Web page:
1·9·4·7

Miyako Ishiuchi

Throughout the entire year of 1988, Miyako Ishiuchi, 42 years old at the time, photographed the hands and feet of women the same age as herself. In her photographs, Ishiuchi focused on fingers and ankles, wrinkled toes and hangnails, all of them standing out only faintly from the gloomy background.
These delicate fingers and toes, with their deep wrinkles and thin nails, with each woman’s occupation listed in the captions, stimulate their viewer. Inevitably, we think about the roads these women have taken in life, we imagine the furthest depths of their personalities.

「1・9・4・7 #9」Beauty Parlor Assistant © Ishiuchi Miyako

‘The body is a vessel for time and air’, says Ishiuchi, and compares the process of photographing these hands and feet, weathered by the air and marked by time, to ‘gathering fragments of peeled off skin’. By expressing the body’s age through photographs of familiar bodyparts, details that are overlooked in everyday life — the joints of fingers, the shape of a foot’s sole, hardened parts of the skin, traces left by long-healed injuries, small changes that the nails have undergone — emerge with an unexpected strength of expression.

I would argue that the photographic eye required to capture the body’s age is the polar opposite of the photographic eye that looks at a model’s hands for fashion or advertising purposes. The hands of the model, photographed together with the product to be advertised, are slim and smooth, and the beauty that is pursued here reflects the values of a consumer society that treats the body like it treats products. Any traces of injuries or damage caused by the passage of time are erased. Ishiuchi’s act of gathering women of her own age and fixating on the scars and marks that life left them with is perhaps motivated by Ishiuchi’s desire to compare her own body’s experience to those of her subjects.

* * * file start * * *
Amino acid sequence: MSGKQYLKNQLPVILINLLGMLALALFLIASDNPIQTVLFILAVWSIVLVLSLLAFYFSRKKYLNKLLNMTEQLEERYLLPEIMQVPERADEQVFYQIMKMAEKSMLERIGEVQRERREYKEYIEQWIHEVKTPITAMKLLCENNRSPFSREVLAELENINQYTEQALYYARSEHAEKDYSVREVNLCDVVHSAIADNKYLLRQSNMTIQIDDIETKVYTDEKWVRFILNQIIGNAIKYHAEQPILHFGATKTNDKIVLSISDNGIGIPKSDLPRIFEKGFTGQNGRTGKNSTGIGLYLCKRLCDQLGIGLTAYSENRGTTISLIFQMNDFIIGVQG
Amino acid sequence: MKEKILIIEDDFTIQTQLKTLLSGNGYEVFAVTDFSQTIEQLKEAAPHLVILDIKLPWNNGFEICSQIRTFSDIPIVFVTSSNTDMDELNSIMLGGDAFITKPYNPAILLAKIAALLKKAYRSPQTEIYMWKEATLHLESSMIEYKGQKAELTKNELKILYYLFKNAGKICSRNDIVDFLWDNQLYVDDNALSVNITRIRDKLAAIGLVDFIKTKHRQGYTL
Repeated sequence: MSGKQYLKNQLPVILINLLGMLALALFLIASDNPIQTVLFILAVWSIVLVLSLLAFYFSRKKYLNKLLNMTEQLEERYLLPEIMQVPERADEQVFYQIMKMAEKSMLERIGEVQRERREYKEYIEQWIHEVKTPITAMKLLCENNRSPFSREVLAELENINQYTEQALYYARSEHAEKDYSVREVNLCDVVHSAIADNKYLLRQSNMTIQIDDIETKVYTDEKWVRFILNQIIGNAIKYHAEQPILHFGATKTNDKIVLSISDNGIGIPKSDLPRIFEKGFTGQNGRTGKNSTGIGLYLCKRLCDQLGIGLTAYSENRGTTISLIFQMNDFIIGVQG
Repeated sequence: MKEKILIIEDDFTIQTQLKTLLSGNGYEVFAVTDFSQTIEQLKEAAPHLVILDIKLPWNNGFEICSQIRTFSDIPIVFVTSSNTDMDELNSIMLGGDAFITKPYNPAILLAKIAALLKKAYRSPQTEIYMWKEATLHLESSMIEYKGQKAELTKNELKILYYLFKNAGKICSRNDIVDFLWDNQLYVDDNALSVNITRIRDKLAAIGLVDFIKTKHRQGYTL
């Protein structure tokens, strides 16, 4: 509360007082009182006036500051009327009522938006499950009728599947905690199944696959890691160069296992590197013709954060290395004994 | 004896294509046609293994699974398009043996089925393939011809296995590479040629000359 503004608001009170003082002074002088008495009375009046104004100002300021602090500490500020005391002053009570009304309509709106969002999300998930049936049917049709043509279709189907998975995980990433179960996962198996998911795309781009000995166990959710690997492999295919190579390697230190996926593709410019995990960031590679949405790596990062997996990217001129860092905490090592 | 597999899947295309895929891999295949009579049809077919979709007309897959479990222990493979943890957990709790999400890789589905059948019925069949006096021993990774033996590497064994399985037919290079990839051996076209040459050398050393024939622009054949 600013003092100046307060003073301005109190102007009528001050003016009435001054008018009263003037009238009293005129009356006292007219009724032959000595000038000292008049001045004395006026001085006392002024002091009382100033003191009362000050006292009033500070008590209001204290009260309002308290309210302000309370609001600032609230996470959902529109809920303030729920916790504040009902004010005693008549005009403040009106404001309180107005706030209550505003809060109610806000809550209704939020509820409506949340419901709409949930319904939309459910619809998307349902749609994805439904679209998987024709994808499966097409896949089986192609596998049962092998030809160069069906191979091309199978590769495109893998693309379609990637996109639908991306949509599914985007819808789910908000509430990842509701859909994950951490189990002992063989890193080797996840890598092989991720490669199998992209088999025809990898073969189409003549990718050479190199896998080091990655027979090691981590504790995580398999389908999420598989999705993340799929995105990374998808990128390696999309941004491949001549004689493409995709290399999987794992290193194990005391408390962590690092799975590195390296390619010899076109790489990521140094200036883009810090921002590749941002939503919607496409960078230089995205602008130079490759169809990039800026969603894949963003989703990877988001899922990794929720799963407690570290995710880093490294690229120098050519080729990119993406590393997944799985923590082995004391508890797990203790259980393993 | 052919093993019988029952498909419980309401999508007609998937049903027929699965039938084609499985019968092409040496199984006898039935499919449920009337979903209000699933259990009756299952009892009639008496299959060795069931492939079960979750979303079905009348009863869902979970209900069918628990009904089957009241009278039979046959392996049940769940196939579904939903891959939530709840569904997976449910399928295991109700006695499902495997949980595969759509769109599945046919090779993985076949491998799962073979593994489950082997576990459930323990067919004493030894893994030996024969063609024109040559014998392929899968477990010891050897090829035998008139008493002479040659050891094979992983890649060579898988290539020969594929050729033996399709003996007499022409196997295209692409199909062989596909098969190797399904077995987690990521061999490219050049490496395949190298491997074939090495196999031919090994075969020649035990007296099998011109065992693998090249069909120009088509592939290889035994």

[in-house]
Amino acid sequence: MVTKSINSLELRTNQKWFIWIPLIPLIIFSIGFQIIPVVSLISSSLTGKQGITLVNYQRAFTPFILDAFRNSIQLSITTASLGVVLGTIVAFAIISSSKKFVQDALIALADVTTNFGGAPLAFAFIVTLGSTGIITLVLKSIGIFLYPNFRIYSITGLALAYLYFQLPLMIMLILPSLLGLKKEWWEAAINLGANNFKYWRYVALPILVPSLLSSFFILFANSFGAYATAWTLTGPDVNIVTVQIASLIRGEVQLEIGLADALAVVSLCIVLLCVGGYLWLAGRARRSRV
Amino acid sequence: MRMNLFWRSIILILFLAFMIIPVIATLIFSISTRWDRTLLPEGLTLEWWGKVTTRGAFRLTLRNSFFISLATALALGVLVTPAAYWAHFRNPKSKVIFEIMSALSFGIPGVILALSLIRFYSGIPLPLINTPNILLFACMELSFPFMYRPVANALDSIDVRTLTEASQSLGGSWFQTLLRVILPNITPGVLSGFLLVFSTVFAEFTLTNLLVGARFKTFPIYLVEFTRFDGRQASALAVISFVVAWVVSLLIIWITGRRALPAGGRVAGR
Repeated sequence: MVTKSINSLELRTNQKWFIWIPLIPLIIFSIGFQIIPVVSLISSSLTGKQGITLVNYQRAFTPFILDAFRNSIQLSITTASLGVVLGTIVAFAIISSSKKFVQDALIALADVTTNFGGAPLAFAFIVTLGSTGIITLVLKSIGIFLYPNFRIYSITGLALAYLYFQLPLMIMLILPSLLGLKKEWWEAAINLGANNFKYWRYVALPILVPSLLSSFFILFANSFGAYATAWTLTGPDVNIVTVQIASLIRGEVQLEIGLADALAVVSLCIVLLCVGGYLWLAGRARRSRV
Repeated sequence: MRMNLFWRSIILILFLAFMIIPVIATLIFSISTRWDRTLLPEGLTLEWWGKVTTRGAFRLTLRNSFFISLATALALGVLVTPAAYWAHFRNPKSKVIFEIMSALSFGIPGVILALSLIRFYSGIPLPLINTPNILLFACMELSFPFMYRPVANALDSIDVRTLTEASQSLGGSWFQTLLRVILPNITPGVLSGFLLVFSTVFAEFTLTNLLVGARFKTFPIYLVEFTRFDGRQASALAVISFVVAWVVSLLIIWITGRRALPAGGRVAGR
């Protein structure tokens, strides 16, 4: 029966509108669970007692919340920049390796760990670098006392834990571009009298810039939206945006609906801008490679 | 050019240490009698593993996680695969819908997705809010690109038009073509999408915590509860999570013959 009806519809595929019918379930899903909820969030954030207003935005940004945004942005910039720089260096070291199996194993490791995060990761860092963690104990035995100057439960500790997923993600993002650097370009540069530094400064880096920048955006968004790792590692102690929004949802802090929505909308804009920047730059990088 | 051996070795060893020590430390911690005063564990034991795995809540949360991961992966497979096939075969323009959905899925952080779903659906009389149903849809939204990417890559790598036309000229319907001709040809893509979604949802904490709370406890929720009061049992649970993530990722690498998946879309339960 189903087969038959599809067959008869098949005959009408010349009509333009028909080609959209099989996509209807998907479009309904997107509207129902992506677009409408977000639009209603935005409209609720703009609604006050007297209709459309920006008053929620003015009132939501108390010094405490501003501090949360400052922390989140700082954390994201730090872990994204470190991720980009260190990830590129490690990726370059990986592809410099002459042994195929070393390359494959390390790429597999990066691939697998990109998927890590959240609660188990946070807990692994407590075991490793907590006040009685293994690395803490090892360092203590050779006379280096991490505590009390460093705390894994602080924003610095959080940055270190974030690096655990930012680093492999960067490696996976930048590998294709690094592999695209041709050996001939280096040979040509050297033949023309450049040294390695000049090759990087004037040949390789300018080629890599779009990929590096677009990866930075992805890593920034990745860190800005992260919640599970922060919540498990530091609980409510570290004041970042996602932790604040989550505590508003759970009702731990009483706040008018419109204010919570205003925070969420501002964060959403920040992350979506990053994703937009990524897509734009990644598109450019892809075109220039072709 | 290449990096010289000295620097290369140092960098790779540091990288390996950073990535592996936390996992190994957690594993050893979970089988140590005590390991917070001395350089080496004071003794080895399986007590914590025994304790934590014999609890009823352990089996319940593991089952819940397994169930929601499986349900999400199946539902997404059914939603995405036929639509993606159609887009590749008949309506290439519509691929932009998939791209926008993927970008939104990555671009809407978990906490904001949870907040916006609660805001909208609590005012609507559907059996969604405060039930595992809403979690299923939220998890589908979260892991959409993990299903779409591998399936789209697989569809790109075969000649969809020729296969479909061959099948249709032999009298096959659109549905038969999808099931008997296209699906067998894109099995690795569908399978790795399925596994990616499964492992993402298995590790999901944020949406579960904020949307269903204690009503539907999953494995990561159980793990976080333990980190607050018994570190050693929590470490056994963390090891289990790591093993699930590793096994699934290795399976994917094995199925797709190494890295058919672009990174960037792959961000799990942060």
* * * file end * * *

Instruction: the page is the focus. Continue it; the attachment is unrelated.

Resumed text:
「1・9・4・7 #11」Pub Manager © Ishiuchi Miyako

I was in my 20s when I first encountered this book. I still remember very clearly how deeply the feet and hands in Ishiuchi’s closeup photographs had affected me. Browsing through the book now, as a woman in her 40s, my hands touching the pages and the hands in the picture resemble each other. And as I reflect the many months and years that I have lived through, I notice in myself a peculiar bond of affection for each of the women in the photos.

Mika Kobayashi

Photography researcher / Visiting research scholar at Tokyo Museum of Modern Art

Active in many fields including conducting lectures and workshops on Japanese and international photography, planning exhibitions and contributing to magazines.

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